Bob Boilen

In 1988, a determined Bob Boilen started showing up on NPR's doorstep every day, looking for a way to contribute his skills in music and broadcasting to the network. His persistence paid off, and within a few weeks he was hired, on a temporary basis, to work for All Things Considered. Less than a year later, Boilen was directing the show and continued to do so for the next 18 years.

Significant listener interest in the music being played on All Things Considered, along with his and NPR's vast music collections, gave Boilen the idea to start All Songs Considered. "It was obvious to me that listeners of NPR were also lovers of music, but what also became obvious by 1999 was that the web was going to be the place to discover new music and that we wanted to be the premiere site for music discovery." The show launched in 2000, with Boilen as its host.

Before coming to NPR, Boilen found many ways to share his passion for music. From 1982 to 1986 he worked for Baltimore's Impossible Theater, where he held many posts, including composer, technician, and recording engineer. Boilen became part of music history in 1983 with the Impossible Theater production Whiz Bang, a History of Sound. In it, Boilen became one of the first composers to use audio sampling — in this case, sounds from nature and the industrial revolution. He was interviewed about Whiz Bang by Susan Stamberg on All Things Considered.

In 1985, the Washington City Paper voted Boilen 'Performance Artist of the Year.' An electronic musician, he received a grant from the Washington D.C. Commission on the Arts and Humanities to work on electronic music and performance.

After Impossible Theater, Boilen worked as a producer for a television station in Washington, D.C. He produced several projects, including a music video show. In 1997, he started producing an online show called Science Live for the Discovery Channel. He also put out two albums with his psychedelic band, Tiny Desk Unit, during the late 1970s and early 1980s. Boilen still composes and performs music and posts it for free on his website BobBoilen.info. He performs contradance music and has a podcast of contradance music that he produces with his son Julian.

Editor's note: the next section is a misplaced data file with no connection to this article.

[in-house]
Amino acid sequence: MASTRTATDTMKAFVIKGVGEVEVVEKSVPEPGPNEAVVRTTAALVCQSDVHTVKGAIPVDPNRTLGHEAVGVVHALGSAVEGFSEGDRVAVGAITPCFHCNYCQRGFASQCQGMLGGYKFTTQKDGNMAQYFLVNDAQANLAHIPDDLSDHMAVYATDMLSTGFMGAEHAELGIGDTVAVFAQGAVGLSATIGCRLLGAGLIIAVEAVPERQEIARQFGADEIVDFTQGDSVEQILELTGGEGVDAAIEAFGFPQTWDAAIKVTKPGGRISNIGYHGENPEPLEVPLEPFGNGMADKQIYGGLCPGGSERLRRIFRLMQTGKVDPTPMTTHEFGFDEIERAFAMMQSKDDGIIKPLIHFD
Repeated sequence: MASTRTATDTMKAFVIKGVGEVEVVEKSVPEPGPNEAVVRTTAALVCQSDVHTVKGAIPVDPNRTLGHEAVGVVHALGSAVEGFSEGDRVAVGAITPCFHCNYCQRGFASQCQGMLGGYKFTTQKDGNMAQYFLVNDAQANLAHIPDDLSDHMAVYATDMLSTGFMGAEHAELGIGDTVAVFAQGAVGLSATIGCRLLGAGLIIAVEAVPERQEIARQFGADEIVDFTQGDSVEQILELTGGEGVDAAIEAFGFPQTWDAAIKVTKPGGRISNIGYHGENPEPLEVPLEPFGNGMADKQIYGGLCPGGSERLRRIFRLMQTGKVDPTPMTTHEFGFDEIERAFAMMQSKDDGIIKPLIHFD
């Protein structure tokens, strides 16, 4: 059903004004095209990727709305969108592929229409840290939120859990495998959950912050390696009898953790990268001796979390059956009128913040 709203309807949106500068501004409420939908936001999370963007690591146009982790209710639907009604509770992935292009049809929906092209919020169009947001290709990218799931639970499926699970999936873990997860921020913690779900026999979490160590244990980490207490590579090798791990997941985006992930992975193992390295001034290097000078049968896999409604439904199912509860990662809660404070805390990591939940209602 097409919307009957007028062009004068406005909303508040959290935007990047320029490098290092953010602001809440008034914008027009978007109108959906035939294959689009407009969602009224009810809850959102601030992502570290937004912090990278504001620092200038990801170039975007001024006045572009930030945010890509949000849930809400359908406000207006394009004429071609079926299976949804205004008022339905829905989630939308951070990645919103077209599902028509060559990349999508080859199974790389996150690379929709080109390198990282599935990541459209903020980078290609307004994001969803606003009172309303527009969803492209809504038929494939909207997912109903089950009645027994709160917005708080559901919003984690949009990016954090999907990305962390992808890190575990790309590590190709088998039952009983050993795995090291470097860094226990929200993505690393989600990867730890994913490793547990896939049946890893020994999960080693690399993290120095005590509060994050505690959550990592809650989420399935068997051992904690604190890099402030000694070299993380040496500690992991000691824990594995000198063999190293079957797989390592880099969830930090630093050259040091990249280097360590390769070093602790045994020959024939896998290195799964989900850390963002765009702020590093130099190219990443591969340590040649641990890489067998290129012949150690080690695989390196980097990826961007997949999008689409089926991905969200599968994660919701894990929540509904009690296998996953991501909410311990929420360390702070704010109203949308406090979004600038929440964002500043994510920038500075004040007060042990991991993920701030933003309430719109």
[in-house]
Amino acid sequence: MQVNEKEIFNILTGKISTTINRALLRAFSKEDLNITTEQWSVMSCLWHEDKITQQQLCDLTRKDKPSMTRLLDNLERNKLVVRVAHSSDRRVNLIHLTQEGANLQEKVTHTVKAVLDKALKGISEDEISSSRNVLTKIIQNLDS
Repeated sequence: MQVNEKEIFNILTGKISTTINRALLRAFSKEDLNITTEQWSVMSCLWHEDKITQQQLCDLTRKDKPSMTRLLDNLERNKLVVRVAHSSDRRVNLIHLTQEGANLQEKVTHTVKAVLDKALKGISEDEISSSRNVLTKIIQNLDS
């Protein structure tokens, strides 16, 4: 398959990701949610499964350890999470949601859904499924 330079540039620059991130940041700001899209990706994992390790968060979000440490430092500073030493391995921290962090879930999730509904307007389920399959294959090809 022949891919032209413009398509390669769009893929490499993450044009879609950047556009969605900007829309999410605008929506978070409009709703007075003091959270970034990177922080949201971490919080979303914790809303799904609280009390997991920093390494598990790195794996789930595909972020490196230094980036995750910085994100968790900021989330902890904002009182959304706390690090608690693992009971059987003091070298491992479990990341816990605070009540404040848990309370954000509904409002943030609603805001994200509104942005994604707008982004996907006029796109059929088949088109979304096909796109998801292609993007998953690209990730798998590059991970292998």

Boilen's first book, Your Song Changed My Life, was published in April 2016 by HarperCollins.

Each year, the buzz in Austin, Texas, at the South By Southwest music festival can reach a deafening pitch. Our NPR Music team is here to help you cut through the noise. Every evening, we'll gather to roundup and recap the best discoveries of the day.

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In 2014, we started the Tiny Desk Contest with the humble goal of discovering new music. Since then, your entries have blown us away.

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In 1942, people were forced from their homes and sent to prison camps without trial, only because of their ethnicity and heritage.

The annual South by Southwest music festival is our personal endurance challenge to discover as many great unknown and often unsigned bands as possible in just one week. To train for the event, Bob Boilen, Stephen Thompson and I listen to more than a thousand songs by bands playing the festival, from all over the world, and try to map out a calendar to see our favorites.

Here's some of the most uplifting music I've heard in a long while. Ahmed Gallab, best known as Sinkane, has new music we're proud to premiere. The song is called "Everybody" which will be the lead-off track to his next record, Dépaysé.

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There's new music from Big Thief: a song, released today, called "UFOF," and the band's third album, coming May 3, titled

Guest DJ: Nilüfer Yanya

Feb 25, 2019

As of early 2019, you may not know the music Nilüfer Yanya, but by the end of 2019, she just may be a household name. The young, British singer is about to release her debut full-length, Miss Universe. The songs on this album are filled with melodies that won't let go; and though this is a poppier record than I usually go for, her guitar playing keeps it earthy for me. Miss Universe is also filled with small, humorous interstitial bits. You'll hear a taste of this during our conversation.

Produced by Aldous Harding / YouTube

We have a new song and video from Aldous Harding and a conversation with her about this video for "The Barrel." I wanted to dig into some of the origins of

On this week's All Songs Considered we premiere new music from Aldous Harding. The artist from New Zealand made my number two album from 2017 (Party) and her latest song, "The Barrel," indicates that she'll be another year-end favorite of mine in 2019.

This week's show is made possible by a generous amount of existential anxiety. This includes the ego-destroying rock anthem "I Don't Matter At All," from the Toronto band Pkew Pkew Pkew, and an epic life manifesto from Amanda Palmer called "The Ride" – a ten-minute oration about the crippling effects of unbridled and rampant fear.

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